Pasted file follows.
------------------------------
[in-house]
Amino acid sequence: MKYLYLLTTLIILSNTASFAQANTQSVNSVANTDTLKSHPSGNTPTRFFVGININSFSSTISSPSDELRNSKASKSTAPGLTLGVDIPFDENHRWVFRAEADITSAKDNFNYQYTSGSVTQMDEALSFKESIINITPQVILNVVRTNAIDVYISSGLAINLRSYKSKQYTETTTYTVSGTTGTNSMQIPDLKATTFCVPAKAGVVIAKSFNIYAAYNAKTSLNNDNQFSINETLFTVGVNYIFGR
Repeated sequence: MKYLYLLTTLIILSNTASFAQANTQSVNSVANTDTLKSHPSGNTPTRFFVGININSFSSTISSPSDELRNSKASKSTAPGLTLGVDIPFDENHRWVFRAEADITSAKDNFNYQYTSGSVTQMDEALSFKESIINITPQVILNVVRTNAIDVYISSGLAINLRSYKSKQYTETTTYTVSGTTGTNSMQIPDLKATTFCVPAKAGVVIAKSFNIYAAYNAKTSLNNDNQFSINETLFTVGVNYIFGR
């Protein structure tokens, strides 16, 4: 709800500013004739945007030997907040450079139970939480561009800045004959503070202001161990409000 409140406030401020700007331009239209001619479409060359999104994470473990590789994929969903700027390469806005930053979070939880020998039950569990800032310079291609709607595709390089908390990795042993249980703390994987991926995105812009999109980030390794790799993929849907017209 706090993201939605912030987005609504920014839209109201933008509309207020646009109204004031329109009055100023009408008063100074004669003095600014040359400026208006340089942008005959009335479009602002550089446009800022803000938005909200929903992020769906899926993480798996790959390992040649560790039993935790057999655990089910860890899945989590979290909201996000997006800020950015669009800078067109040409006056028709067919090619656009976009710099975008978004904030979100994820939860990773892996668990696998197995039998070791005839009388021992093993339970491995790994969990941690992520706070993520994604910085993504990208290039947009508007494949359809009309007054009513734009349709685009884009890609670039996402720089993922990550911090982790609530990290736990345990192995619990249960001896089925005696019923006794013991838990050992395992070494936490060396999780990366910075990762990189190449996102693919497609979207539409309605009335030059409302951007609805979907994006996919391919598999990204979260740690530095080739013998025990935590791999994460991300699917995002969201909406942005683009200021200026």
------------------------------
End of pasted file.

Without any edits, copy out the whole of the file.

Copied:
[in-house]
Amino acid sequence: MKYLYLLTTLIILSNTASFAQANTQSVNSVANTDTLKSHPSGNTPTRFFVGININSFSSTISSPSDELRNSKASKSTAPGLTLGVDIPFDENHRWVFRAEADITSAKDNFNYQYTSGSVTQMDEALSFKESIINITPQVILNVVRTNAIDVYISSGLAINLRSYKSKQYTETTTYTVSGTTGTNSMQIPDLKATTFCVPAKAGVVIAKSFNIYAAYNAKTSLNNDNQFSINETLFTVGVNYIFGR
Repeated sequence: MKYLYLLTTLIILSNTASFAQANTQSVNSVANTDTLKSHPSGNTPTRFFVGININSFSSTISSPSDELRNSKASKSTAPGLTLGVDIPFDENHRWVFRAEADITSAKDNFNYQYTSGSVTQMDEALSFKESIINITPQVILNVVRTNAIDVYISSGLAINLRSYKSKQYTETTTYTVSGTTGTNSMQIPDLKATTFCVPAKAGVVIAKSFNIYAAYNAKTSLNNDNQFSINETLFTVGVNYIFGR
């Protein structure tokens, strides 16, 4: 709800500013004739945007030997907040450079139970939480561009800045004959503070202001161990409000 409140406030401020700007331009239209001619479409060359999104994470473990590789994929969903700027390469806005930053979070939880020998039950569990800032310079291609709607595709390089908390990795042993249980703390994987991926995105812009999109980030390794790799993929849907017209 706090993201939605912030987005609504920014839209109201933008509309207020646009109204004031329109009055100023009408008063100074004669003095600014040359400026208006340089942008005959009335479009602002550089446009800022803000938005909200929903992020769906899926993480798996790959390992040649560790039993935790057999655990089910860890899945989590979290909201996000997006800020950015669009800078067109040409006056028709067919090619656009976009710099975008978004904030979100994820939860990773892996668990696998197995039998070791005839009388021992093993339970491995790994969990941690992520706070993520994604910085993504990208290039947009508007494949359809009309007054009513734009349709685009884009890609670039996402720089993922990550911090982790609530990290736990345990192995619990249960001896089925005696019923006794013991838990050992395992070494936490060396999780990366910075990762990189190449996102693919497609979207539409309605009335030059409302951007609805979907994006996919391919598999990204979260740690530095080739013998025990935590791999994460991300699917995002969201909406942005683009200021200026």